2. Make local anchor institution networks that provide broadband services or facilities to schools and libraries eligible for E-Rate funding.
3. Provide support based on the actual cost of extending networks to serve eligible institutions.
4. Relieve local anchor institution networks of the competitive bidding requirement.
5. Raise the $2.25 billion cap.

The American Association of Community Colleges and EDUCAUSE support expansion of the E-rate program to include community colleges without diminished support for existing beneficiaries. Congress considered, but ultimately rejected, including community colleges in the E-rate program when it was first created in the Telecommunications Act of 1996. But in the thirteen years since the E-rate was created, community colleges have become even more essential to the nation’s economic and educational imperatives. Distance education is a key tool in reaching students at times and in places where they are able to access higher education, thus increasing the number of people who do so. As technology evolves, community colleges are able to offer increasingly sophisticated distance education applications, especially in technical fields. Adequate broadband connections are necessary to share video and other high-volume educational content among their disparate campuses and regional locations.

Want Privacy on Facebook? Here’s How to Get Some
by Barbara Ortutay
Dec. 17, 2009, Associated Press

Over the past week, Facebook has been nudging its users — first gently, then firmly — to review and update their privacy settings. You might have procrastinated by hitting “skip for now,” but Facebook eventually locked you out until you did so. After finally accepting Facebook’s recommendations or tweaking the privacy settings yourself, though, you might have made more information about you public than what you had intended. At the same time, Facebook has given users many granular controls over their privacy, more than what’s available on other major social networks. So if you want to stay out of people’s view, but still want to be on Facebook, here are some things to look out for as you take another look at your settings. . . .

Facebook’s Growing Ethnic Diversity Mirrors U.S. Population
by Sara Inés Calderón
Dec. 17, 2009, Inside Facebook

“Facebook’s Data Team has just published a report called “How Diverse is Facebook?” in which the company analyzed the surnames of U.S. users in order to estimate a breakdown of US Facebook users by ethnicity. The conclusions? While Whites and Asian/Pacific Islanders have historically been more represented on Facebook compared to the US population, Facebook’s user diversity is increasingly mirroring that of the overall US populace. The report also examined “saturation” by ethnic and racial groups, defined by Facebook as a fraction of its users as compared to a fraction of Internet users by ethnicity. Facebook found that Asian/Pacific Islanders have been much more likely to be on the site than Whites over time. Hispanics are currently 80 percent as likely as Whites to use Facebook and Black users are about as likely to be users as Whites.” – Summary from the Benton Foundation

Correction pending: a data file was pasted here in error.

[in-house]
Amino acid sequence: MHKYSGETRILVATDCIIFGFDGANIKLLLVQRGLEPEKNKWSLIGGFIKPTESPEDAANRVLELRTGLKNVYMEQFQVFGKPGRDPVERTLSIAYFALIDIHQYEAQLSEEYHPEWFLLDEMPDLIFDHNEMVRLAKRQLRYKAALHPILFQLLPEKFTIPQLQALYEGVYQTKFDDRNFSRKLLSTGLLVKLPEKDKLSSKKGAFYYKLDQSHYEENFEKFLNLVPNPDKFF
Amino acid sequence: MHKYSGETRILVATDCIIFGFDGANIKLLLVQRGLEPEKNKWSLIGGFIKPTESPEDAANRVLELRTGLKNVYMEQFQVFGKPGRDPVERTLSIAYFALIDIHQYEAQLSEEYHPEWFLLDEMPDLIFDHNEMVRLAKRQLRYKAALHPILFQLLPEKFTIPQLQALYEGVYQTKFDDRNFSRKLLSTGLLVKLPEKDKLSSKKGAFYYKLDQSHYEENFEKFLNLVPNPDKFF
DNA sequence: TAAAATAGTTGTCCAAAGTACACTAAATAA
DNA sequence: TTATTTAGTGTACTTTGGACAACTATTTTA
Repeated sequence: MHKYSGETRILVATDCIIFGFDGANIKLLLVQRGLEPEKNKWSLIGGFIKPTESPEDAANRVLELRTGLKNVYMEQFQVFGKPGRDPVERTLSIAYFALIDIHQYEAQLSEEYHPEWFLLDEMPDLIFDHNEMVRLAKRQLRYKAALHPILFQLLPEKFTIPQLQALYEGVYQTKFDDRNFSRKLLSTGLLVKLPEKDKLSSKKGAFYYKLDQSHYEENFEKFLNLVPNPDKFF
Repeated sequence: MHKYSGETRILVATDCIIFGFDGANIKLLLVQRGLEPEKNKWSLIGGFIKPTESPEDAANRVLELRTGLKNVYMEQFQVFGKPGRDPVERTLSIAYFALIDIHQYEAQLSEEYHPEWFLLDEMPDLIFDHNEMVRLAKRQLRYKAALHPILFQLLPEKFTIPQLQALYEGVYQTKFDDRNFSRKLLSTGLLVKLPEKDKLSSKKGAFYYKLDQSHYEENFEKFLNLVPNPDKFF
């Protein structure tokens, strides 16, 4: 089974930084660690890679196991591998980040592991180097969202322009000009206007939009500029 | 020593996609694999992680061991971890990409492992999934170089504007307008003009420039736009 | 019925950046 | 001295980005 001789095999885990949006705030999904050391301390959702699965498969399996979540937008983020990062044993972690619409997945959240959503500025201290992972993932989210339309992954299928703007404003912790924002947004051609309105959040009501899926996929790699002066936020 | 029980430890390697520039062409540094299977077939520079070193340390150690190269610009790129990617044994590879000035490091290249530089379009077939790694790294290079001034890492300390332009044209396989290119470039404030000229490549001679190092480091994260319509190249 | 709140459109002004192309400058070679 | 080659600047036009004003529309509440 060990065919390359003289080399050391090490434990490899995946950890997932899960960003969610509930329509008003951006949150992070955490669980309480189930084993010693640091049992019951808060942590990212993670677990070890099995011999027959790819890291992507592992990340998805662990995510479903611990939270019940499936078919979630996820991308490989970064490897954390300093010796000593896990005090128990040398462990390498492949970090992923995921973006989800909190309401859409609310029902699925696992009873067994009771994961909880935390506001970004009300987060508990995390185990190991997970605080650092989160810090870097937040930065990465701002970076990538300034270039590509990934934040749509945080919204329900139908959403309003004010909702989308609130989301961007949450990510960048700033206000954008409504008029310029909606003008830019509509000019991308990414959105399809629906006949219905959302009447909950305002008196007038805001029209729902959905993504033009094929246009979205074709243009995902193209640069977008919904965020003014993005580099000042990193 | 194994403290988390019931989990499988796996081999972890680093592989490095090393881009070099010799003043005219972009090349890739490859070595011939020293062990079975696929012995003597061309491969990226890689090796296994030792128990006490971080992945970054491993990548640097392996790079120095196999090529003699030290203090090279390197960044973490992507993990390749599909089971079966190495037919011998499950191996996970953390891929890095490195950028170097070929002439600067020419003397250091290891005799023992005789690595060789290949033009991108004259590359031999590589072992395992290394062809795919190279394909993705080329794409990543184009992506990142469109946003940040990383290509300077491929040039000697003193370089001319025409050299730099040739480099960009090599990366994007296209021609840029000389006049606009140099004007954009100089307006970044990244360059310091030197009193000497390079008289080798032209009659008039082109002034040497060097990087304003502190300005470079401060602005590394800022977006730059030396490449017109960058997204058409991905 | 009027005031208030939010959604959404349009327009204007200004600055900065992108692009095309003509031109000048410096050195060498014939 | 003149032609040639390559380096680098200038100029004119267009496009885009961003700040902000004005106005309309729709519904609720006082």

Clean Slate
by Steve Kolowich
Dec. 16, 2009, Inside Higher Ed

“Blackboard, known for its tenacity in the e-learning market, on Tuesday announced it is backing off from its long patent feud with the Canadian company Desire2Learn. The dispute dates back to 2006, when Blackboard sued Desire2Learn in a Texas district court for 38 counts of patent infringement, seeking millions in damages. The court only upheld three counts, and both companies appealed the parts of the decision they had lost to the U.S. Court of Appeals for the Federal Circuit, which in 2008 dismissed all of Blackboard’s claims against Desire2Learn. But by then the industry giant had filed additional patent-infringement lawsuits against its smaller competitor, which were pending — until Tuesday, when the rivals announced the détente.” . . .

Time Capsule: The Rough Guide to the Internet… from 1999
by Nate Anderson
Dec. 15, 2009, Ars Technica

“1999 was in some ways a simpler time, a bygone era in which a leading Internet guidebook’s first page could open with the question: ‘Okay, what’s this Internet good for?’ “

“The book then follows this question up with a host of others.
— ‘Is there a lot of really weird stuff on the Net?’
— ‘But isn’t it yet another male-dominated bastion?’
— ‘What’s electronic mail, again?’
— ‘So, is this the Information Superhighway?’ “

“Well, yes, it is the “Information Superhighway,” a term which itself sounds straight out of a previous century, but it’s not the superhighway that we’re driving on today. When Ars Science Editor John Timmer unearthed a copy of 1999’s Rough Guide to the Internet, we decided to take a look back at just what has changed in the last decade—and what has remained depressingly the same.” . . .

Bill Gates Fund: Libraries Need More Cash for Broadband
by Matthew Lasar
Dec. 14, 2009, Ars Technica

. . . ” ‘A growing number of schools and public libraries cannot afford connectivity upgrades because of the inability to pay for one-time only installation, equipment and transport costs,’ the Bill and Melinda Gates Foundation warned the Commission on Wednesday. No big surprise that Gates is active in this area. Microsoft’s general focus when it comes to broadband stimulus questions is that resources should go to ‘anchor institutions’ – libraries, schools, and hospitals.”

“The main conduit for this kind of support comes from the FCC’s Universal Service Fund E-Rate program, which subsidizes broadband and computer equipment. Library and school administrators complain that the application process is too complicated. In fact, the Gates fund has spent $2 million to help libraries learn how to apply. The other concern is that the current annual cap on the fund is too low. What’s the limit at this point? Hold your breath: $2.25 billion. But critics say that’s about $1.75 billion short of the annual demand for E-Rate funding, and the Gates Foundation agrees.” . . .